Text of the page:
h The human resource pool of the firm

h The brand name value of the company s products and/or services

h The socio-economic environment in which the business exists.( Robbins, P. www resource 4)

Acquisition of goodwill

A natural question in one s mind while discussing goodwill is where does a firm gets its goodwill value. There are two ways by which goodwill can be acquired (www resource 3):

h Goodwill can be internally generated within a firm over a period of time owing to various factors such as favorable location, expert workforce, brand popularity of its products etc.

h Goodwill may also be acquired while purchasing a firm. This is purchased goodwill.

However, it is interesting to note that till date only purchased goodwill is allowed to be recorded, Hoggett J. et al (2000: 528)

Accounting methods for goodwill

There are four basic methods to account for goodwill. Different methods are currently practiced around the world in a singular or combined fashion. These four methods are:

h Write-off method

According to the write-off method, goodwill should be immediately written off against an account in the stockholders’ equity section, generally retained earnings. Arguments against this method state that it can lead to distorted results allowing goodwill to be overvalued (www resource 3). The method is practiced in many countries across the world including U.K., Japan, Hong Kong and Netherlands to name a few.

h Capitalization method

This method promotes the recording of goodwill on the balance sheet as an asset in conjunction to the fact that many believe goodwill to be an equally important asset as any other. At present, the value of goodwill for the purpose of accounting through this method is to follow residuum approach (www resource 3).

h Non-Amortization method

According to this approach, a company records goodwill as an asset instead of a writing it off in the stockholders equity section. This methods works on the assumption that goodwill does not decrease in value but increases thus should be viewed as an investment (www resource 3).

h Amortization method

This method allows companies to match the cost of intangible assets over a period deemed to benefit from their acquisition (www resource 3). Since the life of goodwill as an asset is undeterminable, different countries use different lengths of time as the amortization period. For example, the U.S. uses a period of 40 years for this purpose.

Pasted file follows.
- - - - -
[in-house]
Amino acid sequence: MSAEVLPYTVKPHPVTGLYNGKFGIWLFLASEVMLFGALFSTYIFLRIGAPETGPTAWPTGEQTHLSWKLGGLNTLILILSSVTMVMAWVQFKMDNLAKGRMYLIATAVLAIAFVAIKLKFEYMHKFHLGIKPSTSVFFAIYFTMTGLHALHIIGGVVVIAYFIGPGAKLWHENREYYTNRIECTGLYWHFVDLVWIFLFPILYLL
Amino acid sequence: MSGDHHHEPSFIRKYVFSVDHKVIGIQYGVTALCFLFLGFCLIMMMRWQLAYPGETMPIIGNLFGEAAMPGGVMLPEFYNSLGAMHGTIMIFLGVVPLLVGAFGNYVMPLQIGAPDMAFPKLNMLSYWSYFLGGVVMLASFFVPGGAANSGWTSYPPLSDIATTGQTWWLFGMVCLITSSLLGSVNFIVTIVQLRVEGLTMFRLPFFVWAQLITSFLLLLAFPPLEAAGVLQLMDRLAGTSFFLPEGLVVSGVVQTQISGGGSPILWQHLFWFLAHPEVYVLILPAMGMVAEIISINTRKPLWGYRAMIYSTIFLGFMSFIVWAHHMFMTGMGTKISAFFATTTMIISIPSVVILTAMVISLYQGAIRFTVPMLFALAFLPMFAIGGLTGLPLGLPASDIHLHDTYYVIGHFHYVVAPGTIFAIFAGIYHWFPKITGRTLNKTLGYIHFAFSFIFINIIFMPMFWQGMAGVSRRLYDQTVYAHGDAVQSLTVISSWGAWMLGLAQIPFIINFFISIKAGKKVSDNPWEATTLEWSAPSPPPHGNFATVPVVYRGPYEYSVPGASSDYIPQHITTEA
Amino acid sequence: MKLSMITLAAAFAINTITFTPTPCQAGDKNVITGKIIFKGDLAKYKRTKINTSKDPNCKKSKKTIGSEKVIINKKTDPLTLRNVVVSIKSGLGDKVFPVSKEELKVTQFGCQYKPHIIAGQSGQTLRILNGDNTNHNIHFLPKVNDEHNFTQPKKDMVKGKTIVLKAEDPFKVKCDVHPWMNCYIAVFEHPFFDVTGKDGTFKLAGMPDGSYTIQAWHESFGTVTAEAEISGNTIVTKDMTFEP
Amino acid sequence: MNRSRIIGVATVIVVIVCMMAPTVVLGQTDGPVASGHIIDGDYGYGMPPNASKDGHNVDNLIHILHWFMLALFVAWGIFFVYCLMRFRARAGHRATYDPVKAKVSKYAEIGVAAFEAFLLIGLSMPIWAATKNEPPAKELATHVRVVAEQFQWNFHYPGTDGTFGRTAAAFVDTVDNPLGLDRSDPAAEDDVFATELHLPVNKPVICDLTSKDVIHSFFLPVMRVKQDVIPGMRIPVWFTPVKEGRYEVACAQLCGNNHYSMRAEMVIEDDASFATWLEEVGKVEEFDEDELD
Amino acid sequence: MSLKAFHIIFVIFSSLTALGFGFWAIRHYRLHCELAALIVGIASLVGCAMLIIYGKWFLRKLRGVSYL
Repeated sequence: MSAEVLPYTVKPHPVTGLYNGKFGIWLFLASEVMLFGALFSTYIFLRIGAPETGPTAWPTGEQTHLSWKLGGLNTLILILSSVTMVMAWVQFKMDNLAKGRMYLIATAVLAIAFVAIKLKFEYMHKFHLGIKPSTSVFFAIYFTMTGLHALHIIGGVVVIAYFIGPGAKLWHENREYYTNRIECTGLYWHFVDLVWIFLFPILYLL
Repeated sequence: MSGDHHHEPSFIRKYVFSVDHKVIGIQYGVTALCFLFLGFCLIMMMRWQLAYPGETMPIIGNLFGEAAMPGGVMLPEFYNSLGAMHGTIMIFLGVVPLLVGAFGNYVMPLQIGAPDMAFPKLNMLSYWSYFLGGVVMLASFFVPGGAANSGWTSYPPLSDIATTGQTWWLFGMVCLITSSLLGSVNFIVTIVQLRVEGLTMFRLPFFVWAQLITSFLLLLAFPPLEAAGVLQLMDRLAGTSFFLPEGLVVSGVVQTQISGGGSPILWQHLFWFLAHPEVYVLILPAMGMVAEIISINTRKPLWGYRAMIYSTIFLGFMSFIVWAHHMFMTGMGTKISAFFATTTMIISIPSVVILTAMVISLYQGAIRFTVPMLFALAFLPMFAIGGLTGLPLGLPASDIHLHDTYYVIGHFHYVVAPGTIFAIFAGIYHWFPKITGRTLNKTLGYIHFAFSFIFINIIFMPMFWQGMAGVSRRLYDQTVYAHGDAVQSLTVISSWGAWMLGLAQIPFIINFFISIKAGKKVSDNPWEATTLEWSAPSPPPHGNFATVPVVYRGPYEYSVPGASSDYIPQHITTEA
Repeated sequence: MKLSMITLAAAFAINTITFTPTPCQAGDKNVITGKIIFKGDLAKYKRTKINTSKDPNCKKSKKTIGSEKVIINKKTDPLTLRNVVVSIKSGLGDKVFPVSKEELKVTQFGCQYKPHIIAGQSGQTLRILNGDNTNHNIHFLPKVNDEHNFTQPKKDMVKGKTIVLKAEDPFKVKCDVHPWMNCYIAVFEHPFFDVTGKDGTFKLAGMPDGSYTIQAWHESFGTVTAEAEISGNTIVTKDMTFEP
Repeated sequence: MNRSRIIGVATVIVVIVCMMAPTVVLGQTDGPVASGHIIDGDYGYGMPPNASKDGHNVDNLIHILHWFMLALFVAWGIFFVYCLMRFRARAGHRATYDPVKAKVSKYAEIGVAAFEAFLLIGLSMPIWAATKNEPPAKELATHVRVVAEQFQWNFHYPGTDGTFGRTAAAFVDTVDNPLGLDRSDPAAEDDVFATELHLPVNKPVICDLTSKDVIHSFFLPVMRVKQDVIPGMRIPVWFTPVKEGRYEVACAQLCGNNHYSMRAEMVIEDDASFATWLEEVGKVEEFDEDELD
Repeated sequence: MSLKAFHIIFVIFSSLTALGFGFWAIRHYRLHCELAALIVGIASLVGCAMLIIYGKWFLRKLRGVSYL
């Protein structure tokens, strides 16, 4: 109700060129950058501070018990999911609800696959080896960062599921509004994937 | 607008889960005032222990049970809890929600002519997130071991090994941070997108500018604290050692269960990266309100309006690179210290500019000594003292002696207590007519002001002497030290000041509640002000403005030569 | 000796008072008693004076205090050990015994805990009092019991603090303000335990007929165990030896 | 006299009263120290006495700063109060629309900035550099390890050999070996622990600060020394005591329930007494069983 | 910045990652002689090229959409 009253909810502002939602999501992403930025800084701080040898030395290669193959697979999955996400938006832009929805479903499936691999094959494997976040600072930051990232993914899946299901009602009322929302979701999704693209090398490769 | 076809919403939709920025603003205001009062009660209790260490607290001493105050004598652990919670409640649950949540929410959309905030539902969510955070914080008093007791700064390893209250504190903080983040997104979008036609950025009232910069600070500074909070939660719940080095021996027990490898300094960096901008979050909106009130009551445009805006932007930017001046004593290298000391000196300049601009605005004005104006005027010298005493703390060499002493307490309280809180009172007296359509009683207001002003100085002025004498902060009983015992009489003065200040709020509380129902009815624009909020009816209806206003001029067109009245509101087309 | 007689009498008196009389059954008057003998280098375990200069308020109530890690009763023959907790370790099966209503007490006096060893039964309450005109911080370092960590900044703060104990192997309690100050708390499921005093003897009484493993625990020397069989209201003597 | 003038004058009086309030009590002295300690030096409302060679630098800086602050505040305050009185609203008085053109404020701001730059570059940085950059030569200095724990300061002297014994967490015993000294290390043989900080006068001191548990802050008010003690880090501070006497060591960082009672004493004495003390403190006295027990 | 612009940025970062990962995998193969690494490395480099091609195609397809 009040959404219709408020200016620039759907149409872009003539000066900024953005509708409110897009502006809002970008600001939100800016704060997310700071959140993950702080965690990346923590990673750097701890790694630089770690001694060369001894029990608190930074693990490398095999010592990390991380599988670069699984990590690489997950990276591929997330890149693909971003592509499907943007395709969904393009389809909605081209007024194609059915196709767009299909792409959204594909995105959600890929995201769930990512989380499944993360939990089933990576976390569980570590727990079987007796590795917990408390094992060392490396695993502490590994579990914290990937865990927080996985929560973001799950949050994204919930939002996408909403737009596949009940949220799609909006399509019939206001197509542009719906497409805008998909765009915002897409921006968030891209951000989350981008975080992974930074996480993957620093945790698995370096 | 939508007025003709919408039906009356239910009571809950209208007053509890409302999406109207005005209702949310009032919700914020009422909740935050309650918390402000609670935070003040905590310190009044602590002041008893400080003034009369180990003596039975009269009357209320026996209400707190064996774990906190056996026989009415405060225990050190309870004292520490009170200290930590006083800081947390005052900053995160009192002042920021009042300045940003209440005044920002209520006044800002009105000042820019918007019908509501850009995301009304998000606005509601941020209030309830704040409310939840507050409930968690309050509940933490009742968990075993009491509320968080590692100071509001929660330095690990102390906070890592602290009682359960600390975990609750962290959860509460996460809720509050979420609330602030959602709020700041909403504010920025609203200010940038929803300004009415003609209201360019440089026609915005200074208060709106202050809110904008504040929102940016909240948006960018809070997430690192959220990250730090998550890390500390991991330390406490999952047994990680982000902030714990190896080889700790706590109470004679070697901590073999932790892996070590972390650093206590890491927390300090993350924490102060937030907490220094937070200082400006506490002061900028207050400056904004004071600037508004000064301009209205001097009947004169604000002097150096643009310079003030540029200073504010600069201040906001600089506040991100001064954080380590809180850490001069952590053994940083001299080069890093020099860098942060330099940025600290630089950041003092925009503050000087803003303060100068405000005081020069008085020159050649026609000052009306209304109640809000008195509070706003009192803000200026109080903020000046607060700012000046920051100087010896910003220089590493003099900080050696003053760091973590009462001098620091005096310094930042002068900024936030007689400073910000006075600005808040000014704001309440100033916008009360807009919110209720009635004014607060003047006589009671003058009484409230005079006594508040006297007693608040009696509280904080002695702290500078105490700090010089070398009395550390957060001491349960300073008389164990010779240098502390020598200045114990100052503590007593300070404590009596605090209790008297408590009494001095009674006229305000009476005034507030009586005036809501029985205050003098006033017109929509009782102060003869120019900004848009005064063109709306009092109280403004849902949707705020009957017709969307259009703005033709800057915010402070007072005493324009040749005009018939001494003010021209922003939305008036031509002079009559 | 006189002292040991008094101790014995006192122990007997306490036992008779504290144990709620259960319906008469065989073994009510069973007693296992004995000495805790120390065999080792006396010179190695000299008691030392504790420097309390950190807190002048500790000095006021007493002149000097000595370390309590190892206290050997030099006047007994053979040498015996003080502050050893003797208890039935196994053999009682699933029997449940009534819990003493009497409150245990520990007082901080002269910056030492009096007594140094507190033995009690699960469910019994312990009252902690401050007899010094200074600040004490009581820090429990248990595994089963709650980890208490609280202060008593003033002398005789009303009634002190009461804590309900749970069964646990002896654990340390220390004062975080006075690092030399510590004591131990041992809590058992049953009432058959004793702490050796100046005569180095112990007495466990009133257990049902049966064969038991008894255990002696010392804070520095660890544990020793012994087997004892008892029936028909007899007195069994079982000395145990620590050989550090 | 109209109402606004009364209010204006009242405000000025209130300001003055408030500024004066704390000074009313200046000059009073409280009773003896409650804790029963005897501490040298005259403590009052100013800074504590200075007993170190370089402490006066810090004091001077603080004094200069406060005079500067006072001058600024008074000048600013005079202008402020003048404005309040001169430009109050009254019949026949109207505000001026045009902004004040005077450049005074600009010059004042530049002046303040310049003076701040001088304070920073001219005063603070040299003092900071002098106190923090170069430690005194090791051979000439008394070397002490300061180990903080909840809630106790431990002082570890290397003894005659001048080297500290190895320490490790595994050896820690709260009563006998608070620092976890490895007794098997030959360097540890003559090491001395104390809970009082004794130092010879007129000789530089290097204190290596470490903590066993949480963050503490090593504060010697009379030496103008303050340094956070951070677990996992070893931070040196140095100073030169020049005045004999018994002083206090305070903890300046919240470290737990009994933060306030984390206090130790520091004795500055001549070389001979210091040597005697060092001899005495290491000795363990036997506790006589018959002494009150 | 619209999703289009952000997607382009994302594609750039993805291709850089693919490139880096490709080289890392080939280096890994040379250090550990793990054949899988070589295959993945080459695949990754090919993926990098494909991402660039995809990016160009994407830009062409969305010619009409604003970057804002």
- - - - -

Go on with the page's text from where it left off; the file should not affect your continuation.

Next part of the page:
International accounting for goodwill

Now that we have seen the various methods that can be used alone or in combination with each other for the accounting of goodwill, let us see the different trends that various countries around the world and that of Australia to determine the last part of the discussion statement.

U.S. companies must capitalize and amortize goodwill against income for financial reporting purposes, and are not permitted a tax deduction for that amortization. (Www resource 6). The period for this amortization may be the life of the business, or 40 years; whichever is less.

The method for accounting for goodwill in the U.K. is to write it off against reserves in the stockholders’ equity section. U.K. also allows the option to capitalize and amortize goodwill but very few companies use that option. (Www resource 6)

Japanese firms get the option to both capitalize and amortize or immediately write off the goodwill. Though writing off is encouraged, goodwill is tax deductible in both cases. (Www resource 6)

The Canadians use the same rules as the Americans except that tax deduction is allowed in Canada. (Www resource 6)

In Australia, capitalization and amortization over its determinable life is recommended. For tax purposes, no goodwill amortization deduction is allowed. However, most companies immediately write off goodwill to stockholders’ equity, keeping with the common practice of going against official accounting standards if they do not agree with them. (Www resource 6)


To summarize it all, we have discussed the need to understand goodwill as an unidentifiable asset, its accepted definitions, the nature of goodwill, ways of acquiring it, the methods by which it can be accounted for and the various approaches used worldwide regarding its accounting.


Henderson, S. and Pierson, G., 1998, Issues in Financial Accounting, Eight Edition, Longman, Australia.

Bazley, M., Hancock, P., Berry, A., Jarvis, R., 1999, Contemporary Accounting: A conceptual approach, Third Edition, Nelson ITP, U.K.

Hoggett, J. and Edward, L., 2000, Accounting in Australia, Fourth Edition, John Wiley & Sons, Australia.

Stanley, P., 2000, How to read and understand Balance sheets and Financial reports in the new millennium, New edition, Brown Prior Anderson, Australia.

Net Resources

1 http://www.mhhe.com/business/accounting/spiceland/courseresources/ec-goodwill.html


3 http://home.att.net/ s-prasad/GW.htm

4 http://www.acca.co.uk/resources/publications/students_newsletter/2000/04_00p76.html

5 http://www.mscpaonline.org/lounge/goodwill.htm

6 http://www.nysscpa.org/cpajournal/old/14152806.htm